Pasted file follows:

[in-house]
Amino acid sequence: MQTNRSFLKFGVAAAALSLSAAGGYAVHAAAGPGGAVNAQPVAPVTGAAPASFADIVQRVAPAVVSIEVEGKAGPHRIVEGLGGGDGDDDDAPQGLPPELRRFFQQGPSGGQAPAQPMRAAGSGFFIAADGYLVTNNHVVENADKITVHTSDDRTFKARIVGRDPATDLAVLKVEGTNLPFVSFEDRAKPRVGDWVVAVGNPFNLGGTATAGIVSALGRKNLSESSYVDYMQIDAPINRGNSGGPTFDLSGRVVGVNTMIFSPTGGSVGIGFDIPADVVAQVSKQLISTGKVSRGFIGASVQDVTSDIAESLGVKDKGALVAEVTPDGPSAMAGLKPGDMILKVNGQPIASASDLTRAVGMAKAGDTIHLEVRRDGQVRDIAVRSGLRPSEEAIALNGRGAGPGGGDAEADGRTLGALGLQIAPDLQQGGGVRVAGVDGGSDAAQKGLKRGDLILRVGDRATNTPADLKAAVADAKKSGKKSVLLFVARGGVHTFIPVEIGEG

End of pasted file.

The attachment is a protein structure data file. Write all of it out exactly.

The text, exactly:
[in-house]
Amino acid sequence: MQTNRSFLKFGVAAAALSLSAAGGYAVHAAAGPGGAVNAQPVAPVTGAAPASFADIVQRVAPAVVSIEVEGKAGPHRIVEGLGGGDGDDDDAPQGLPPELRRFFQQGPSGGQAPAQPMRAAGSGFFIAADGYLVTNNHVVENADKITVHTSDDRTFKARIVGRDPATDLAVLKVEGTNLPFVSFEDRAKPRVGDWVVAVGNPFNLGGTATAGIVSALGRKNLSESSYVDYMQIDAPINRGNSGGPTFDLSGRVVGVNTMIFSPTGGSVGIGFDIPADVVAQVSKQLISTGKVSRGFIGASVQDVTSDIAESLGVKDKGALVAEVTPDGPSAMAGLKPGDMILKVNGQPIASASDLTRAVGMAKAGDTIHLEVRRDGQVRDIAVRSGLRPSEEAIALNGRGAGPGGGDAEADGRTLGALGLQIAPDLQQGGGVRVAGVDGGSDAAQKGLKRGDLILRVGDRATNTPADLKAAVADAKKSGKKSVLLFVARGGVHTFIPVEIGEG